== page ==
"Star Wars: The Last Jedi" Movie Review

by Joseph Ham

Special coupon for Dinuba Platinum Theatre at the end of this review.

In December of 2015, fans of the Star Wars saga bore witness to the release of director J. J. Abrams’ Episode VII: The Force Awakens, a brilliant return to form which served to reinvigorate the franchise and wash away more than a decade’s worth of bitter disappointment garnered by the ill-fated Prequel Trilogy. It served to remind us all of the reasons we were enamored with the story of this faraway galaxy in the first place. The hero’s journey. Epic, sweeping stories of good and evil, light and dark, drama and tension, but also humor and love, intriguing characters, powerful relationships. And of course spaceships and lightsabers. It was everything we wanted and more, and fans were elated. At least, for a time.

Slowly but surely, concerns began to wallow in the hearts of fans of what this new trilogy might ultimately become. The reason The Force Awakens was able to so effectively pull at our heart (and nostalgia) strings was it’s rigid adherence to formula. While it was incredibly refreshing and heartwarming (and I would argue necessary) to see this return to form, it instilled a fear in the larger fanbase that this was all the long-awaited trilogy would amount to: formulaic fan service.

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Thankfully, however, director Rian Johnson has taken Episode VIII: The Last Jedi as an opportunity to squash those fears and throw them out with the trash (otherwise known as the Prequel Trilogy). Johnson takes this trilogy and the saga as a whole in entirely new and excitingly unexpected directions.

The plot is simple enough. The ragtag remnants of The Resistance fleet, helmed by the late Carrie Fisher as General Leia, are amidst a desperate attempt to escape the clutches of the unequivocally evil First Order. We pick up with our heroine Rey (Daisy Ridley) on a remote island on a remote planet in a remote star system trying to convince a disheveled and broken Jedi master Luke Skywalker (Mark Hamill) to overcome his grief and rejoin the fight for the galaxy. Supreme Leader Snoke (Andy Serkis) has evil plots in mind, not only for The Resistance, but also for his hotheaded, deeply conflicted apprentice Kylo Ren (Adam Driver).

Of course, that’s not all there is to it, but that is the general idea. Old, treasured characters like R2D2 and Chewbacca get their moments, along with another whose appearance is so surprising and welcome that I don’t dare spoil it. Prominent characters from the previous film, namely Poe Dameron (Oscar Isaac) and Finn (John Boyega), return and are given proper, fulfilling levels of character growth. We’re also introduced to some new faces: Rose (Kelly Marie Tran), an unassuming yet brave maintenance worker, and Vice Admiral Holdo (Laura Dern), a serenely commanding leader in the Resistance.

Image source: Disney

All pretty standard fare when it comes to Star Wars, but it’s what Johnson and his team manage to do with the standard that makes this film so captivating. You see, Star Wars has never been about complicated, intricately woven plots. It’s about grand, overarching themes that lay the groundwork for beloved, engaging characters and their relationships, their struggles. That is the theme underlying the entirety of this film: Struggle. Failure. More importantly, the growth that sprouts from it. That theme carries over into what is very clearly a passing of the torch from the old generation to the new. Yes, old token wisdom is verbalized and is all well and good, but the most important lessons our new generation of heroes learn are taken from the missteps of their predecessors. One beloved character from years past even remarks, “We are what they grow beyond.”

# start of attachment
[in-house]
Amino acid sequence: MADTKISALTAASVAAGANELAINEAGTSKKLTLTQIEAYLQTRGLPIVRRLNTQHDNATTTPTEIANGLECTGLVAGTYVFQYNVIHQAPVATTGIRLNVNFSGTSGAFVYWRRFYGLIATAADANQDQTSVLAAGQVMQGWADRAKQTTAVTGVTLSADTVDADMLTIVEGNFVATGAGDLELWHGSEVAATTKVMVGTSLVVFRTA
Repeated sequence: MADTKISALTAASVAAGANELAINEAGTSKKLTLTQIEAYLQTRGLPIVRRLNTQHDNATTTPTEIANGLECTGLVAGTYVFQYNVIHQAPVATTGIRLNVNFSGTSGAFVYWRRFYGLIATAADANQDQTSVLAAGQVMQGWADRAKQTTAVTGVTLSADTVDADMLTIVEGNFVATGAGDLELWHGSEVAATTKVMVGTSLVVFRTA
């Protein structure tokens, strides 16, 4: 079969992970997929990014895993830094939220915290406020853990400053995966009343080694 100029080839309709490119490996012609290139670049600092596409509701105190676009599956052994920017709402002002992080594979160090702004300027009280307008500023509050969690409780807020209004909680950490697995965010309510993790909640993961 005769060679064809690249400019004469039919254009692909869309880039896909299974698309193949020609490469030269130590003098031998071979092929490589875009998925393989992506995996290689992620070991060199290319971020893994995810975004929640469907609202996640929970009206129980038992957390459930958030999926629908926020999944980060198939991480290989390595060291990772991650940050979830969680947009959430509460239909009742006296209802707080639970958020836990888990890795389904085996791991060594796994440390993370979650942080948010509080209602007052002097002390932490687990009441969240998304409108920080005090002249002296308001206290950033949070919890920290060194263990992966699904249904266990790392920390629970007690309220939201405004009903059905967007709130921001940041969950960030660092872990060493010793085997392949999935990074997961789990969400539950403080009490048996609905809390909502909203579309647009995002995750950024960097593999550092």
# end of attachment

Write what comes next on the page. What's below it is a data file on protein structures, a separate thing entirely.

Is it a flawless film? Of course not, the greatest ones rarely are. There’s a subplot involving Finn, Rose, and a casino that, while I appreciate it’s narrative point of showcasing that, not every plan our heroes hatch is always going to end with their victory (again, our theme of failure), begins to overstay its welcome and is occasionally ham-handed in its delivery of social commentary. And while it is a major factor in spurring Poe down his character arc, Holdo keeping her plan of escape so close to the chest that she refuses to reveal even the slightest detail, grows weary after about the third time Poe gets smacked around and told to go to his room.

I have a couple more gripes, namely a romance that feels sudden and unnecessary and a character’s use of the force that is simultaneously cathartic in its existence, yet awkward in its delivery. However, none of these issues do much to derail the film from delivering where it counts, subverting our expectations in a purposeful way, pushing the saga to leap forward from the restraints of the past. The Force Awakens reminded us all of why we fell in love with Star Wars to begin with; The Last Jedi lets us know that there is so much more waiting to be explored in that galaxy far, far away.

Star Wars: The Last Jedi is currently playing at Dinuba Platinum Theatres 6. Showtimes can be found on their website. Platinum Theaters Dinuba 6 now proudly presents digital quality films in 2-D and 3-D with 5.1 Dolby digital surround sound to maximize your movie experience.

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